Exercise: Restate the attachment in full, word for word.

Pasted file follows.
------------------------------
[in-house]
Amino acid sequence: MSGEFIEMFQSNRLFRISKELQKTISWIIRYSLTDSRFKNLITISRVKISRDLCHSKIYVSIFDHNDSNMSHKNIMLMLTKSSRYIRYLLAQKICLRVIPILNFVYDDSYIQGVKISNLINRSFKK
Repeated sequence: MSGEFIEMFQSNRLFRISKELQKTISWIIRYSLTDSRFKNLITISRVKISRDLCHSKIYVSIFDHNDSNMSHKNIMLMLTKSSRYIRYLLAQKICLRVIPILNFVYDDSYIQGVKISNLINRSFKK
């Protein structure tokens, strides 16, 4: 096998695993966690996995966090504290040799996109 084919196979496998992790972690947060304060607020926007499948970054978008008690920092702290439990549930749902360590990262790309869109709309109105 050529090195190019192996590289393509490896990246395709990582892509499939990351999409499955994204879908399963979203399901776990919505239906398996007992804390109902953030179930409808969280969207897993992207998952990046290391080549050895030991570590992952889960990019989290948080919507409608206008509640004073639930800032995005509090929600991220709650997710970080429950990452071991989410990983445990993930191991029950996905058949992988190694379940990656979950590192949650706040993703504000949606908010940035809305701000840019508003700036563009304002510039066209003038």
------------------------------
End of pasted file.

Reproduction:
[in-house]
Amino acid sequence: MSGEFIEMFQSNRLFRISKELQKTISWIIRYSLTDSRFKNLITISRVKISRDLCHSKIYVSIFDHNDSNMSHKNIMLMLTKSSRYIRYLLAQKICLRVIPILNFVYDDSYIQGVKISNLINRSFKK
Repeated sequence: MSGEFIEMFQSNRLFRISKELQKTISWIIRYSLTDSRFKNLITISRVKISRDLCHSKIYVSIFDHNDSNMSHKNIMLMLTKSSRYIRYLLAQKICLRVIPILNFVYDDSYIQGVKISNLINRSFKK
């Protein structure tokens, strides 16, 4: 096998695993966690996995966090504290040799996109 084919196979496998992790972690947060304060607020926007499948970054978008008690920092702290439990549930749902360590990262790309869109709309109105 050529090195190019192996590289393509490896990246395709990582892509499939990351999409499955994204879908399963979203399901776990919505239906398996007992804390109902953030179930409808969280969207897993992207998952990046290391080549050895030991570590992952889960990019989290948080919507409608206008509640004073639930800032995005509090929600991220709650997710970080429950990452071991989410990983445990993930191991029950996905058949992988190694379940990656979950590192949650706040993703504000949606908010940035809305701000840019508003700036563009304002510039066209003038």